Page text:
Testing typically starts with a chromosomal microarray analysis followed by specific gene tests that are done individually or as a standard panel by many genetic laboratories 1. Electromyography and muscle biopsy are useful to diagnose neuropathic and myopathic disorders. In classic AMC, muscle biopsy typically shows amyoplasia, with fatty and fibrous replacement of tissues.
Whole exome sequencing should be considered when other tests do not yield a definitive diagnosis, especially in familial cases 2. Orphanet J Rare Dis , Mol Genet Genomic Med 3 4 —, Early orthopedic and physical therapy evaluations are indicated. Joint manipulation and casting during the first few months of life may produce considerable improvement. Orthotics may help. Surgery may be needed later to align the angle of ankylosis, but mobility is rarely enhanced. Muscle transfers eg, surgically moving the triceps so that it can flex the elbow may improve function.
Many children do remarkably well; two thirds are ambulatory after treatment. From developing new therapies that treat and prevent disease to helping people in need, we are committed to improving health and well-being around the world. The Manual was first published in as a service to the community.
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Arthrogryposis multiplex congenita
Arthrogryposis, or multiple congenital contractures, is the occurrence of joint contractures of diverse etiology in the prenatal period. Arthrogryposis may result from neurologial deficit, neuromuscular disorders, connective tissue abnormalities, amniotic bands, or fetal crowding. The causes of arthrogryposis may be apparently nonhereditary neuropathic, for example or hereditary myopathic, for example. Ultrasound diagnosis depends on the observation of scant or absent motion of fetal extremities as well as abnormalities in the position of joint contractures. Prognosis depends on the specific etiology of the contractures. The incidence of abnormal joint contractures and other accompanying malformations in eight patients observed with three-dimensional ultrasonography are described. ISSN:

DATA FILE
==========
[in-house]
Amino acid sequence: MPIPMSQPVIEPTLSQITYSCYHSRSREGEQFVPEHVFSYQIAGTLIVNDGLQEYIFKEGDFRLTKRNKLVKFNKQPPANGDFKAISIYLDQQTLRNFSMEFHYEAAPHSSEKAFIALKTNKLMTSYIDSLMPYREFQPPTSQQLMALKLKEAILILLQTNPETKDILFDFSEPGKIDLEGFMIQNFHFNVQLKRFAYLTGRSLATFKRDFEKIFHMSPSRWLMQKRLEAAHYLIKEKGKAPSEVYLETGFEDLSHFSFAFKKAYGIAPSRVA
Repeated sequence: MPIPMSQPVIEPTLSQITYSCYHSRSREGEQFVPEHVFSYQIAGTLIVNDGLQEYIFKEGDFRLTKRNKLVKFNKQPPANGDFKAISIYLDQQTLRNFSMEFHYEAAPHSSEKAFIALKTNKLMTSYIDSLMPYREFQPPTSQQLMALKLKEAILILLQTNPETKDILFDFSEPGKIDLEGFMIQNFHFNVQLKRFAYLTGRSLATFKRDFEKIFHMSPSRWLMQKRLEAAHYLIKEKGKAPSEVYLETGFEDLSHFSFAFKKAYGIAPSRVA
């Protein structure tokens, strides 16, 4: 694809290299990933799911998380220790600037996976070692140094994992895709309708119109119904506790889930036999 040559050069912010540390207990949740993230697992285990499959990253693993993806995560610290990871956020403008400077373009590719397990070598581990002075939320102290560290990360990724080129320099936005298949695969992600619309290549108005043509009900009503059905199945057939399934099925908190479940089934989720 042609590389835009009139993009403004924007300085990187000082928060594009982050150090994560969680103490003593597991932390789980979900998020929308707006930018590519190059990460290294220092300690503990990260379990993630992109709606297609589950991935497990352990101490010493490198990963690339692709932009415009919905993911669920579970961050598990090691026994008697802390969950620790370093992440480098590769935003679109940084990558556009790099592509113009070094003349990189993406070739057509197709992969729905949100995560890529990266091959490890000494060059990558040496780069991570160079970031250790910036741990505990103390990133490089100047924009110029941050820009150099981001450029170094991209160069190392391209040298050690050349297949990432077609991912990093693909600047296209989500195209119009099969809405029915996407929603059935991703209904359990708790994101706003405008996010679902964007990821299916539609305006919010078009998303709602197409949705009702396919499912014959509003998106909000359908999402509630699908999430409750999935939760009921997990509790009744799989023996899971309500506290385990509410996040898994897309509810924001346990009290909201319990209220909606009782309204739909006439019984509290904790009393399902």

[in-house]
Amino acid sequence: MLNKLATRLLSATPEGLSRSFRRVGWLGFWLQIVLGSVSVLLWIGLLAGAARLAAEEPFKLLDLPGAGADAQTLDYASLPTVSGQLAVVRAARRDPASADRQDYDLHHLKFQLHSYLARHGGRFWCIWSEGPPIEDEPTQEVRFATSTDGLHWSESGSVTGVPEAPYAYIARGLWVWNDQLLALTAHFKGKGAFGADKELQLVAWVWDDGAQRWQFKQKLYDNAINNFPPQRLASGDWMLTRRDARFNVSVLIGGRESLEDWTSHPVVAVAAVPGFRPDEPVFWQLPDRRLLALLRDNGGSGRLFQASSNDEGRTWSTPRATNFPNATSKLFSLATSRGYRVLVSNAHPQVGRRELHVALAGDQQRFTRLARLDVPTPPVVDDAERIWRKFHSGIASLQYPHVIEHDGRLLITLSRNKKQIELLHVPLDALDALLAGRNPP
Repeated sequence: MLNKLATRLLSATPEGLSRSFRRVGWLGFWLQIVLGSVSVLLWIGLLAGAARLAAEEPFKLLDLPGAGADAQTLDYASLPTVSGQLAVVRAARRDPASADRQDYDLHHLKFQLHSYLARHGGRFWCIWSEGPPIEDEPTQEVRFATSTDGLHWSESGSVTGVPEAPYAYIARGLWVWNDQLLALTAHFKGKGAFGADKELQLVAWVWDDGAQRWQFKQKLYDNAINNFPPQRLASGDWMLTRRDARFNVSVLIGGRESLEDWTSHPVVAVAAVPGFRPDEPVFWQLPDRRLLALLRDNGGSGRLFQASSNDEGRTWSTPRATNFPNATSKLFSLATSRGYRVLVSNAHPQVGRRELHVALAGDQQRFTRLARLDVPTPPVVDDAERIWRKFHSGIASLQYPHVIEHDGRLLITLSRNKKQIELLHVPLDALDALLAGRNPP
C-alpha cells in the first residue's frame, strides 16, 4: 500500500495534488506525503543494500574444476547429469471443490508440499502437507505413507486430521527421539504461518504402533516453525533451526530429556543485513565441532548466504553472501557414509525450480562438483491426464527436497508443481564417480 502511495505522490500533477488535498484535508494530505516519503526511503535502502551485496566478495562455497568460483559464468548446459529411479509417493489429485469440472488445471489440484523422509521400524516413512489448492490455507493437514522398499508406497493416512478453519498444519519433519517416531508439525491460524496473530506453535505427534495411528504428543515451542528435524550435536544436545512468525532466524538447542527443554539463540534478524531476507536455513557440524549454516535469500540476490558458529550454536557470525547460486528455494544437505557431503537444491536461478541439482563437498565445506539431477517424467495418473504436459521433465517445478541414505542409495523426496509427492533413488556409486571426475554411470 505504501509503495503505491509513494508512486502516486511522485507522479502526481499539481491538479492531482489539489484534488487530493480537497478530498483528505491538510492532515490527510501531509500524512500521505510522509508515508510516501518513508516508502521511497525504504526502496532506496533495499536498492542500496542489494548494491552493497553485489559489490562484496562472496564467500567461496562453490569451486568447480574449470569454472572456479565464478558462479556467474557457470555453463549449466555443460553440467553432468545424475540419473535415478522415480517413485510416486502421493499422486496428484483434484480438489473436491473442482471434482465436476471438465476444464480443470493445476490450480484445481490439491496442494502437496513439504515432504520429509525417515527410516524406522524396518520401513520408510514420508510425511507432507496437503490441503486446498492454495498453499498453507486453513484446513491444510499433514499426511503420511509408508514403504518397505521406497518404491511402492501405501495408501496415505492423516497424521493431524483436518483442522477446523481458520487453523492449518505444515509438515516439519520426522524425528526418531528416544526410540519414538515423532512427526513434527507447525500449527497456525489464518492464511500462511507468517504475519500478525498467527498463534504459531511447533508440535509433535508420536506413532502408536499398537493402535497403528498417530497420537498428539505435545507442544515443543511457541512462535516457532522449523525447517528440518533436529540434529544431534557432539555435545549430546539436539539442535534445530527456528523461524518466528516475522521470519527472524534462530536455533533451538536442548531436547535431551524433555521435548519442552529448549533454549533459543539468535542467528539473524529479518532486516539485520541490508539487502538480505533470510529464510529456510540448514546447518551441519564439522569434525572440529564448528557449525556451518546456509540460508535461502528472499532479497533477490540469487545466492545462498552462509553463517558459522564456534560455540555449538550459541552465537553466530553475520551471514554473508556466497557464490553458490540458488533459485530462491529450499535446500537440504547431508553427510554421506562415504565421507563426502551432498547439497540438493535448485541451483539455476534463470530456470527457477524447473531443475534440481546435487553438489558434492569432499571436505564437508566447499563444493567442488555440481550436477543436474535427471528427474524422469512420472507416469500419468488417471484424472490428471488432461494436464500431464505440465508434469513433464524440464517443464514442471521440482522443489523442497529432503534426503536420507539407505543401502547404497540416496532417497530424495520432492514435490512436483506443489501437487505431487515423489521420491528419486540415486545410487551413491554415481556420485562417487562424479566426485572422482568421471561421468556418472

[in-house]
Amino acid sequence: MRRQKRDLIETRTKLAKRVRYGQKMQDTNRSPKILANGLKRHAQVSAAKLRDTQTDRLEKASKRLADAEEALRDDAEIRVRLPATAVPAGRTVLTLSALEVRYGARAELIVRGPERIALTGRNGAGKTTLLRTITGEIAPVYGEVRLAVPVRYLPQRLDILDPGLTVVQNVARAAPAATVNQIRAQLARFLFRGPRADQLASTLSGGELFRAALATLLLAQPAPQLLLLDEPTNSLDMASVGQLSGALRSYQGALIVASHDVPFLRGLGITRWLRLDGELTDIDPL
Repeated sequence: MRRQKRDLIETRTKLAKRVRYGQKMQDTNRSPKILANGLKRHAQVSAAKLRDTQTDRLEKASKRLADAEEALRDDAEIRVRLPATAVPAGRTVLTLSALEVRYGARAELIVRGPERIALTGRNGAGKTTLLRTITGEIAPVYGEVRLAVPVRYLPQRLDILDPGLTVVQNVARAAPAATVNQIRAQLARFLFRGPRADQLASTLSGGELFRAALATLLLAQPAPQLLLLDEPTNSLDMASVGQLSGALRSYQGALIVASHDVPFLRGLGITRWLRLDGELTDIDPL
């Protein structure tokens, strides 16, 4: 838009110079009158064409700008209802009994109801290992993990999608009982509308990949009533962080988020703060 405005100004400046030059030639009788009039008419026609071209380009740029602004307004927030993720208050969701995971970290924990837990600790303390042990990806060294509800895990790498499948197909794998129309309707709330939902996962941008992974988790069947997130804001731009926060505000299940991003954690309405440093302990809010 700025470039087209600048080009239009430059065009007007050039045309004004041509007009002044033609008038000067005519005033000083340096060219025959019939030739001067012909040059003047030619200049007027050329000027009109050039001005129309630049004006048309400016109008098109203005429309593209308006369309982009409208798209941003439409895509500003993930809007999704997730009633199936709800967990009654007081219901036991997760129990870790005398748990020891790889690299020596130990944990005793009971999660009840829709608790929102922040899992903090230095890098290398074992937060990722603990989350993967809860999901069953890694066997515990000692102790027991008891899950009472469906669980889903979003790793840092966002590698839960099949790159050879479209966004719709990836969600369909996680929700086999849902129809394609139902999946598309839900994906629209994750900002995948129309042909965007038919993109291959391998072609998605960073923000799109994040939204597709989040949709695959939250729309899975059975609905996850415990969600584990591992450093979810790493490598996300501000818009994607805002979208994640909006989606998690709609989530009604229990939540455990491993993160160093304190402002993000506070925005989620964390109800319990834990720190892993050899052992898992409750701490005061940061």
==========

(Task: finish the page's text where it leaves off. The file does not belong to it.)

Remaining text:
Arthrogryposis Multiplex Congenita
Arthrogryposis multiplex congenita AMC , or simply arthrogryposis , describes congenital joint contracture in two or more areas of the body. Children born with one or more joint contractures have abnormal fibrosis of the muscle tissue causing muscle shortening, and therefore are unable to perform active extension and flexion in the affected joint or joints. AMC has been divided into three groups: amyoplasia , distal arthrogryposis, and syndromic. Amyoplasia is characterized by severe joint contractures and muscle weakness. Types of arthrogryposis with a primary neurological or muscle disease belong to the syndromic group. Intelligence is normal to above normal in children with amyoplasia,  but it is not known how many of these children have an above normal intelligence, and there is no literature available about the cause of this syndrome. There are a few syndromes like the Freeman-Sheldon and Gordon syndrome, which have craniofacial involvement.